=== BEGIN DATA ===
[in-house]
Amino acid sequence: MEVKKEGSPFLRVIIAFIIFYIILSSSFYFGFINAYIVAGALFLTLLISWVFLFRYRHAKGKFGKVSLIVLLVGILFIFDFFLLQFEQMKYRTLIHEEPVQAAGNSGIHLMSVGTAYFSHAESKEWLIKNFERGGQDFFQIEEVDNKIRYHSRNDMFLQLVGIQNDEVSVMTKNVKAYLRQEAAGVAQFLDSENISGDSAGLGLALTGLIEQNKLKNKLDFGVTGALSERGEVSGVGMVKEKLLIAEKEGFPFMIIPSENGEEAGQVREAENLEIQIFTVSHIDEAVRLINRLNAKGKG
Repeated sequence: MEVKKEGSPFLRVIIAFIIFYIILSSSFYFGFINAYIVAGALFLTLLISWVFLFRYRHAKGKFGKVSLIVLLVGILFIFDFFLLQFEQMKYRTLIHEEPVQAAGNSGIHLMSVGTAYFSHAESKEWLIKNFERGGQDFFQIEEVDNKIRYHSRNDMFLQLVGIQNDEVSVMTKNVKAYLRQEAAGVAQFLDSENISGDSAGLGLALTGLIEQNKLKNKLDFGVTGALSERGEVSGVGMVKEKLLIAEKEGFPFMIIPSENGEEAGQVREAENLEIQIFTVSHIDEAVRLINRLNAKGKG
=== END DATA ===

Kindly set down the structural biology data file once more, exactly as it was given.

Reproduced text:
[in-house]
Amino acid sequence: MEVKKEGSPFLRVIIAFIIFYIILSSSFYFGFINAYIVAGALFLTLLISWVFLFRYRHAKGKFGKVSLIVLLVGILFIFDFFLLQFEQMKYRTLIHEEPVQAAGNSGIHLMSVGTAYFSHAESKEWLIKNFERGGQDFFQIEEVDNKIRYHSRNDMFLQLVGIQNDEVSVMTKNVKAYLRQEAAGVAQFLDSENISGDSAGLGLALTGLIEQNKLKNKLDFGVTGALSERGEVSGVGMVKEKLLIAEKEGFPFMIIPSENGEEAGQVREAENLEIQIFTVSHIDEAVRLINRLNAKGKG
Repeated sequence: MEVKKEGSPFLRVIIAFIIFYIILSSSFYFGFINAYIVAGALFLTLLISWVFLFRYRHAKGKFGKVSLIVLLVGILFIFDFFLLQFEQMKYRTLIHEEPVQAAGNSGIHLMSVGTAYFSHAESKEWLIKNFERGGQDFFQIEEVDNKIRYHSRNDMFLQLVGIQNDEVSVMTKNVKAYLRQEAAGVAQFLDSENISGDSAGLGLALTGLIEQNKLKNKLDFGVTGALSERGEVSGVGMVKEKLLIAEKEGFPFMIIPSENGEEAGQVREAENLEIQIFTVSHIDEAVRLINRLNAKGKG